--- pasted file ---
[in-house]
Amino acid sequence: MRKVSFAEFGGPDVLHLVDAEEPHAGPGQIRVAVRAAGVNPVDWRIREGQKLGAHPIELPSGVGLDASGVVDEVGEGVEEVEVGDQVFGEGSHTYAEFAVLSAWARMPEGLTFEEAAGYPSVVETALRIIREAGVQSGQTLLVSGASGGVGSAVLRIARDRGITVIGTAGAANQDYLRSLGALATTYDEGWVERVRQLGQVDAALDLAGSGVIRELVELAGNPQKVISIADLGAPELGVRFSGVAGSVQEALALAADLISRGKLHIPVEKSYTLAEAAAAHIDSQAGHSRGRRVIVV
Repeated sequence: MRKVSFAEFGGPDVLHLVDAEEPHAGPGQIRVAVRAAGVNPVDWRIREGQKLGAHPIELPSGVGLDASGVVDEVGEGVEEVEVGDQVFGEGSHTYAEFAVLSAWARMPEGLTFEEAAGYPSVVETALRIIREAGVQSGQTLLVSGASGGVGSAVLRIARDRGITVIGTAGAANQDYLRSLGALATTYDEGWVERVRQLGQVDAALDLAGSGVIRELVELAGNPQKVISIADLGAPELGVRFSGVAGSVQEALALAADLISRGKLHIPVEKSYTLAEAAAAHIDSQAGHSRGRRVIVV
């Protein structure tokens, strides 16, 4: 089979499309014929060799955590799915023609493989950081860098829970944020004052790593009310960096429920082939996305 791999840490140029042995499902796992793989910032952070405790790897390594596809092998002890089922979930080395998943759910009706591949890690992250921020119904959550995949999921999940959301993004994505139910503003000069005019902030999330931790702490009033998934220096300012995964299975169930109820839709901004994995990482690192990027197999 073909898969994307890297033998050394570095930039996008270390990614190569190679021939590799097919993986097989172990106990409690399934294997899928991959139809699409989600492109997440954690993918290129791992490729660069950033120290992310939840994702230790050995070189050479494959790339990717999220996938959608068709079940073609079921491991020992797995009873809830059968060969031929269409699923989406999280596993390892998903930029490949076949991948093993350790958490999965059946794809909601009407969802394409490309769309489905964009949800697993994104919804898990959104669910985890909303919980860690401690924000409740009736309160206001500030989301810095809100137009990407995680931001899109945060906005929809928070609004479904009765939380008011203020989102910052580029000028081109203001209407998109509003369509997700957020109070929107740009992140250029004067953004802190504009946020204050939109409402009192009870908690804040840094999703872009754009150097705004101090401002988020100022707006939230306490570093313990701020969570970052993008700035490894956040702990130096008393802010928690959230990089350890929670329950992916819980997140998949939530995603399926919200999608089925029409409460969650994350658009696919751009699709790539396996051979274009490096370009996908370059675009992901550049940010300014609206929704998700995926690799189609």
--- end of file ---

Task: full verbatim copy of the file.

[in-house]
Amino acid sequence: MRKVSFAEFGGPDVLHLVDAEEPHAGPGQIRVAVRAAGVNPVDWRIREGQKLGAHPIELPSGVGLDASGVVDEVGEGVEEVEVGDQVFGEGSHTYAEFAVLSAWARMPEGLTFEEAAGYPSVVETALRIIREAGVQSGQTLLVSGASGGVGSAVLRIARDRGITVIGTAGAANQDYLRSLGALATTYDEGWVERVRQLGQVDAALDLAGSGVIRELVELAGNPQKVISIADLGAPELGVRFSGVAGSVQEALALAADLISRGKLHIPVEKSYTLAEAAAAHIDSQAGHSRGRRVIVV
Repeated sequence: MRKVSFAEFGGPDVLHLVDAEEPHAGPGQIRVAVRAAGVNPVDWRIREGQKLGAHPIELPSGVGLDASGVVDEVGEGVEEVEVGDQVFGEGSHTYAEFAVLSAWARMPEGLTFEEAAGYPSVVETALRIIREAGVQSGQTLLVSGASGGVGSAVLRIARDRGITVIGTAGAANQDYLRSLGALATTYDEGWVERVRQLGQVDAALDLAGSGVIRELVELAGNPQKVISIADLGAPELGVRFSGVAGSVQEALALAADLISRGKLHIPVEKSYTLAEAAAAHIDSQAGHSRGRRVIVV
């Protein structure tokens, strides 16, 4: 089979499309014929060799955590799915023609493989950081860098829970944020004052790593009310960096429920082939996305 791999840490140029042995499902796992793989910032952070405790790897390594596809092998002890089922979930080395998943759910009706591949890690992250921020119904959550995949999921999940959301993004994505139910503003000069005019902030999330931790702490009033998934220096300012995964299975169930109820839709901004994995990482690192990027197999 073909898969994307890297033998050394570095930039996008270390990614190569190679021939590799097919993986097989172990106990409690399934294997899928991959139809699409989600492109997440954690993918290129791992490729660069950033120290992310939840994702230790050995070189050479494959790339990717999220996938959608068709079940073609079921491991020992797995009873809830059968060969031929269409699923989406999280596993390892998903930029490949076949991948093993350790958490999965059946794809909601009407969802394409490309769309489905964009949800697993994104919804898990959104669910985890909303919980860690401690924000409740009736309160206001500030989301810095809100137009990407995680931001899109945060906005929809928070609004479904009765939380008011203020989102910052580029000028081109203001209407998109509003369509997700957020109070929107740009992140250029004067953004802190504009946020204050939109409402009192009870908690804040840094999703872009754009150097705004101090401002988020100022707006939230306490570093313990701020969570970052993008700035490894956040702990130096008393802010928690959230990089350890929670329950992916819980997140998949939530995603399926919200999608089925029409409460969650994350658009696919751009699709790539396996051979274009490096370009996908370059675009992901550049940010300014609206929704998700995926690799189609």